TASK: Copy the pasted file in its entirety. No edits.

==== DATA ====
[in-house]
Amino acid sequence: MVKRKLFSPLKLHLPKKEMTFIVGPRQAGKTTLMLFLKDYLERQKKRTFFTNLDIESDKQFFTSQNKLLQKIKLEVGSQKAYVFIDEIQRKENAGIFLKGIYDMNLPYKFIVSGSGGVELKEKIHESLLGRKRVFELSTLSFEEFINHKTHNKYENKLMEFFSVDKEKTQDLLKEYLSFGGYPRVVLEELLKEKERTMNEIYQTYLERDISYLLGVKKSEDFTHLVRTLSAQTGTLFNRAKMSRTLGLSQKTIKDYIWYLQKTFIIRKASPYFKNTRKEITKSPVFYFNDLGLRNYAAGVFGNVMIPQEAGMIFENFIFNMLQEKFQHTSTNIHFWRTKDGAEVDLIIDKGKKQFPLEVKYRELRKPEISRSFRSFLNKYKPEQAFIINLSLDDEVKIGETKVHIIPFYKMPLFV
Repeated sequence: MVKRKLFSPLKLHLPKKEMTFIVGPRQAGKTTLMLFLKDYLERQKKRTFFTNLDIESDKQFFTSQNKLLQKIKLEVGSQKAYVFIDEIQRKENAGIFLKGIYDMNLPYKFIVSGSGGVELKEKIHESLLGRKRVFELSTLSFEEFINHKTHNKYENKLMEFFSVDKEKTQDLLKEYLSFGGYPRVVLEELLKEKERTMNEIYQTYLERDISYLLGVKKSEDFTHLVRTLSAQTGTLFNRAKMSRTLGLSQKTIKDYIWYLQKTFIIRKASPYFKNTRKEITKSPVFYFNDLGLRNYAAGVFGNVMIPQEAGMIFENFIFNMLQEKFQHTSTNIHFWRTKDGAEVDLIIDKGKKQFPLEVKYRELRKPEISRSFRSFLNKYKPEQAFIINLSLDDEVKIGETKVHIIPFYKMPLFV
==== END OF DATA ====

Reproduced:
[in-house]
Amino acid sequence: MVKRKLFSPLKLHLPKKEMTFIVGPRQAGKTTLMLFLKDYLERQKKRTFFTNLDIESDKQFFTSQNKLLQKIKLEVGSQKAYVFIDEIQRKENAGIFLKGIYDMNLPYKFIVSGSGGVELKEKIHESLLGRKRVFELSTLSFEEFINHKTHNKYENKLMEFFSVDKEKTQDLLKEYLSFGGYPRVVLEELLKEKERTMNEIYQTYLERDISYLLGVKKSEDFTHLVRTLSAQTGTLFNRAKMSRTLGLSQKTIKDYIWYLQKTFIIRKASPYFKNTRKEITKSPVFYFNDLGLRNYAAGVFGNVMIPQEAGMIFENFIFNMLQEKFQHTSTNIHFWRTKDGAEVDLIIDKGKKQFPLEVKYRELRKPEISRSFRSFLNKYKPEQAFIINLSLDDEVKIGETKVHIIPFYKMPLFV
Repeated sequence: MVKRKLFSPLKLHLPKKEMTFIVGPRQAGKTTLMLFLKDYLERQKKRTFFTNLDIESDKQFFTSQNKLLQKIKLEVGSQKAYVFIDEIQRKENAGIFLKGIYDMNLPYKFIVSGSGGVELKEKIHESLLGRKRVFELSTLSFEEFINHKTHNKYENKLMEFFSVDKEKTQDLLKEYLSFGGYPRVVLEELLKEKERTMNEIYQTYLERDISYLLGVKKSEDFTHLVRTLSAQTGTLFNRAKMSRTLGLSQKTIKDYIWYLQKTFIIRKASPYFKNTRKEITKSPVFYFNDLGLRNYAAGVFGNVMIPQEAGMIFENFIFNMLQEKFQHTSTNIHFWRTKDGAEVDLIIDKGKKQFPLEVKYRELRKPEISRSFRSFLNKYKPEQAFIINLSLDDEVKIGETKVHIIPFYKMPLFV